For these reasons someone travelling mostly in the high country with regular mist and fog may prefer the 4000K.  When you’re going round a mountain pass, trying not to be late for that appointment, reducing the glare from chevron signs around the bends is often desirable.  Likewise they may be better off with a light bar rather than driving lights, but that’s another discussion. However, if you’re out in the plains, dead flat with nothing for miles around (except roo’s and cattle!), then the whiter light of a 5000-6000K is often appreciated.  Traditionally the whiter light has given more distance but some of the new technology LED’s have overcome this issue, producing the same results from 4000K-6000K.

In the OE (original equipment) market many manufacturers still use halogen as standard for their headlights.  This is because they are very cheap to make and also attract more aftermarket business due to not lasting very long.  HID never really took off with the OE’s due to their unreliability but we are seeing more and more coming through with LED as standard.  So another deciding factor could be to match what colour temperature that your headlights use.  If you have halogen headlights, there are aftermarket kits available to upgrade to LED for most vehicles but you need to check the legality issues.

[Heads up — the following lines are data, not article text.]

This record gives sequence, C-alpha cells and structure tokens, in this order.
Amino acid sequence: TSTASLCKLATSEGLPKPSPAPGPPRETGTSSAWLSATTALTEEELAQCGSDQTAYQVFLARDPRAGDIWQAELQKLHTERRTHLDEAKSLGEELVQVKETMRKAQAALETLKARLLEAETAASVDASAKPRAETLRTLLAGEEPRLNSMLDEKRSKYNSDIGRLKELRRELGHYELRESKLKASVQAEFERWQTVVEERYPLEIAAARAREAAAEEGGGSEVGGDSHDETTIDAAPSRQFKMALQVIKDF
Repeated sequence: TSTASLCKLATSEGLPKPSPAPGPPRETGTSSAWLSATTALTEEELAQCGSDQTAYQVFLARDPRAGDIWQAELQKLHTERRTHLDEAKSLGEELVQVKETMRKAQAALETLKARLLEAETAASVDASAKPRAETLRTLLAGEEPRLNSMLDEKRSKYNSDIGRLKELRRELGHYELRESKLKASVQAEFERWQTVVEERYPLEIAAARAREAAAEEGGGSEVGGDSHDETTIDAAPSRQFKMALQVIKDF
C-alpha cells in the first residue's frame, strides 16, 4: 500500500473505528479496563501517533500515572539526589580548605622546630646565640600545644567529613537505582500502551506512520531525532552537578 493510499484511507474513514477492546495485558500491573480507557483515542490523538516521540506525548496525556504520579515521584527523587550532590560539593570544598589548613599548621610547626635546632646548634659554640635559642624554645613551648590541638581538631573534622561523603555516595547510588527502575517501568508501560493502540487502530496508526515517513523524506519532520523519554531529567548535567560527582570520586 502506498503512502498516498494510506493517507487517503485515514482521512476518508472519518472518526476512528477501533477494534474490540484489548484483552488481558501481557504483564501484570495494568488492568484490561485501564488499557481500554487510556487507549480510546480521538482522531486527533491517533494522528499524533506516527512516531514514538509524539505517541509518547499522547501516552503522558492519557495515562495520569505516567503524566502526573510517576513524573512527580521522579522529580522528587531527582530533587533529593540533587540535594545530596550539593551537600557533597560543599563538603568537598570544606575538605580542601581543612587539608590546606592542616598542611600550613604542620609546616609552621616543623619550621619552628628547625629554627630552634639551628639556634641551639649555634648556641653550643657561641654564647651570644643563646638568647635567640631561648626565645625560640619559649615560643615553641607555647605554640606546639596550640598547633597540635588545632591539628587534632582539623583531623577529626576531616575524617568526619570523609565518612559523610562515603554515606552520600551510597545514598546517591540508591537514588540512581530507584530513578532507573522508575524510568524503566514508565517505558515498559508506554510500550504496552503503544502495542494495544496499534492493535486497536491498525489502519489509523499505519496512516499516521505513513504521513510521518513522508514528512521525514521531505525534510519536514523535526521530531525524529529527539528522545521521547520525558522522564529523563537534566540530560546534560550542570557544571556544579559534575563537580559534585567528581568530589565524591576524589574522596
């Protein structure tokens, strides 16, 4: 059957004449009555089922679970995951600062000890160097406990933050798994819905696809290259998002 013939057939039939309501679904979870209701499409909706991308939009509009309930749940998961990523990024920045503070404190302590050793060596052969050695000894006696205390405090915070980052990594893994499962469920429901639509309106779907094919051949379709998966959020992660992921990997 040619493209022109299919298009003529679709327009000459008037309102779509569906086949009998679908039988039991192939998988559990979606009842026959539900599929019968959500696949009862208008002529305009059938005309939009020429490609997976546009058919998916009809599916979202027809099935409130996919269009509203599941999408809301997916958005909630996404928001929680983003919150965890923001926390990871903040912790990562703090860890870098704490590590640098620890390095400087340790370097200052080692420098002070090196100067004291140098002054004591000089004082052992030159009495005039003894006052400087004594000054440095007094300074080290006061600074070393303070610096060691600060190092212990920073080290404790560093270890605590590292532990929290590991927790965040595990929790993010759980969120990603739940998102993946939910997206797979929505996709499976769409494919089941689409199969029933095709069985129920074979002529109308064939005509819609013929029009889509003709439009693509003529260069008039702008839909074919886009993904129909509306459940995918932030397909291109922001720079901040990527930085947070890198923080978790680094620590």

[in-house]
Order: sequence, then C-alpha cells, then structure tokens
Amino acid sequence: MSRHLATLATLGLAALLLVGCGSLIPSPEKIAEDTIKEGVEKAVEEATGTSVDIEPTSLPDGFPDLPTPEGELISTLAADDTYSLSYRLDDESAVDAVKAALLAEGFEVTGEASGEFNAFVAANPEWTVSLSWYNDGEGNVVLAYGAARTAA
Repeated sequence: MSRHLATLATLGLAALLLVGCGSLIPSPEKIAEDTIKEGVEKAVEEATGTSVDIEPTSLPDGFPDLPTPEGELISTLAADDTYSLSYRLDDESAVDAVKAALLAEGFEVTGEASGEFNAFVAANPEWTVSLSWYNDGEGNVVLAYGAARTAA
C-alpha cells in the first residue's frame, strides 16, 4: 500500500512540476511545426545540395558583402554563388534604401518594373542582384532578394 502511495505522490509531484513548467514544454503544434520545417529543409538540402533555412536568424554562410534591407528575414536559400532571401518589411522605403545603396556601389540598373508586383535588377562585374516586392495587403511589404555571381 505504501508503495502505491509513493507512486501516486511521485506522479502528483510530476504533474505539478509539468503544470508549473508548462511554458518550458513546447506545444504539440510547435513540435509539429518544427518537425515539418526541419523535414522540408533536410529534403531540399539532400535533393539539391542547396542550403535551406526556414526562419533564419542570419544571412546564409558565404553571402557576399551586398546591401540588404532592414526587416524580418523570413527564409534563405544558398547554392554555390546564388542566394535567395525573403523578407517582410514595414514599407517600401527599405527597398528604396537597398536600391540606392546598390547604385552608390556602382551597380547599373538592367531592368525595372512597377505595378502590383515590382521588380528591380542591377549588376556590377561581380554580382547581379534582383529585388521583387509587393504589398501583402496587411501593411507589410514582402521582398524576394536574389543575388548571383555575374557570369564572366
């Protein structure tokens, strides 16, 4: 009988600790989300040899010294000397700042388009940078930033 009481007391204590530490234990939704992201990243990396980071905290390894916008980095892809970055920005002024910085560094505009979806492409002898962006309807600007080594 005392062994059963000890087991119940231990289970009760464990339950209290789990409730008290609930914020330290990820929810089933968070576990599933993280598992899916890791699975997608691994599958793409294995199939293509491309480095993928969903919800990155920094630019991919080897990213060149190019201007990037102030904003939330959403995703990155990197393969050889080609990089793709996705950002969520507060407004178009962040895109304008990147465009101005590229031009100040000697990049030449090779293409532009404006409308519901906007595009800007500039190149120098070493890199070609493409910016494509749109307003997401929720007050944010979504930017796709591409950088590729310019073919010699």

So in conclusion there is no right or wrong.  Borrow a friends ute who has already bought some lights, check them out and decide.  Alternatively there are some manufacturers who offer a money back guarantee so you can make sure you’re happy before you’re committed to a $1500 spend.

OK so you’re researching lights and have a massive range of options.  So many things to consider, lies to detect, hidden whatnots and all the rest. You may have noticed that some manufacturers have a lumen value, others have a raw lumen and effective lumen value.  First to note, if they don’t state if it is raw or effective, you can be sure it is raw.  So, here’s the gist of what you’re looking at.